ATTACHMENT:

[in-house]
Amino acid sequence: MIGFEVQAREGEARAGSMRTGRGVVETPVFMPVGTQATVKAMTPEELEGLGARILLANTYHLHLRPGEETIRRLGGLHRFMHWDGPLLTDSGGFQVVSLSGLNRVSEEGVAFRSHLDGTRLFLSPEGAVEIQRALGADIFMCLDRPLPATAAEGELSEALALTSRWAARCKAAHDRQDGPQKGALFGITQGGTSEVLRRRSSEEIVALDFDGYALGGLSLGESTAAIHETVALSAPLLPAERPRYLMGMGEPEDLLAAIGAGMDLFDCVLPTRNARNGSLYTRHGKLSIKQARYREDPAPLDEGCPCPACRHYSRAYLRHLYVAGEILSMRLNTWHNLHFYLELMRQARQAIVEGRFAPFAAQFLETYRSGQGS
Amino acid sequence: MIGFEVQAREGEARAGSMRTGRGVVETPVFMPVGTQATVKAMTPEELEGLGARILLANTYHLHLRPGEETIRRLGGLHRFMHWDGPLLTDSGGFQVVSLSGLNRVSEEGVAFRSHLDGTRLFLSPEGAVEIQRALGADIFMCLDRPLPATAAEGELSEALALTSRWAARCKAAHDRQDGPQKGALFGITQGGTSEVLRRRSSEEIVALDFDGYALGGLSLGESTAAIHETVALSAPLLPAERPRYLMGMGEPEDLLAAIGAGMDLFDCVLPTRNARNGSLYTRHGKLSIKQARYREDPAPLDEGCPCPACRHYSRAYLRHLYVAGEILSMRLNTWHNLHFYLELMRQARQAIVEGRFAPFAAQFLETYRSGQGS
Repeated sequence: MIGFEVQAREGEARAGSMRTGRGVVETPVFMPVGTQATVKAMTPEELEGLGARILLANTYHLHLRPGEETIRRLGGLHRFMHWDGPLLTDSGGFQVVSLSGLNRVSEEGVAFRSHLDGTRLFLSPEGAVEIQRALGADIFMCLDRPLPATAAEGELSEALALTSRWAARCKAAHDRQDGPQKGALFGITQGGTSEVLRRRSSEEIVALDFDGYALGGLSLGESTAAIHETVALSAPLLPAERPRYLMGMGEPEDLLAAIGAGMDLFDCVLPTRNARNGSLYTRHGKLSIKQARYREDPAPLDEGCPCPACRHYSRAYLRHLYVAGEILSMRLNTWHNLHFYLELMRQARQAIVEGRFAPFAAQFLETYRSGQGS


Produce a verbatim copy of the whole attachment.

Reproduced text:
[in-house]
Amino acid sequence: MIGFEVQAREGEARAGSMRTGRGVVETPVFMPVGTQATVKAMTPEELEGLGARILLANTYHLHLRPGEETIRRLGGLHRFMHWDGPLLTDSGGFQVVSLSGLNRVSEEGVAFRSHLDGTRLFLSPEGAVEIQRALGADIFMCLDRPLPATAAEGELSEALALTSRWAARCKAAHDRQDGPQKGALFGITQGGTSEVLRRRSSEEIVALDFDGYALGGLSLGESTAAIHETVALSAPLLPAERPRYLMGMGEPEDLLAAIGAGMDLFDCVLPTRNARNGSLYTRHGKLSIKQARYREDPAPLDEGCPCPACRHYSRAYLRHLYVAGEILSMRLNTWHNLHFYLELMRQARQAIVEGRFAPFAAQFLETYRSGQGS
Amino acid sequence: MIGFEVQAREGEARAGSMRTGRGVVETPVFMPVGTQATVKAMTPEELEGLGARILLANTYHLHLRPGEETIRRLGGLHRFMHWDGPLLTDSGGFQVVSLSGLNRVSEEGVAFRSHLDGTRLFLSPEGAVEIQRALGADIFMCLDRPLPATAAEGELSEALALTSRWAARCKAAHDRQDGPQKGALFGITQGGTSEVLRRRSSEEIVALDFDGYALGGLSLGESTAAIHETVALSAPLLPAERPRYLMGMGEPEDLLAAIGAGMDLFDCVLPTRNARNGSLYTRHGKLSIKQARYREDPAPLDEGCPCPACRHYSRAYLRHLYVAGEILSMRLNTWHNLHFYLELMRQARQAIVEGRFAPFAAQFLETYRSGQGS
Repeated sequence: MIGFEVQAREGEARAGSMRTGRGVVETPVFMPVGTQATVKAMTPEELEGLGARILLANTYHLHLRPGEETIRRLGGLHRFMHWDGPLLTDSGGFQVVSLSGLNRVSEEGVAFRSHLDGTRLFLSPEGAVEIQRALGADIFMCLDRPLPATAAEGELSEALALTSRWAARCKAAHDRQDGPQKGALFGITQGGTSEVLRRRSSEEIVALDFDGYALGGLSLGESTAAIHETVALSAPLLPAERPRYLMGMGEPEDLLAAIGAGMDLFDCVLPTRNARNGSLYTRHGKLSIKQARYREDPAPLDEGCPCPACRHYSRAYLRHLYVAGEILSMRLNTWHNLHFYLELMRQARQAIVEGRFAPFAAQFLETYRSGQGS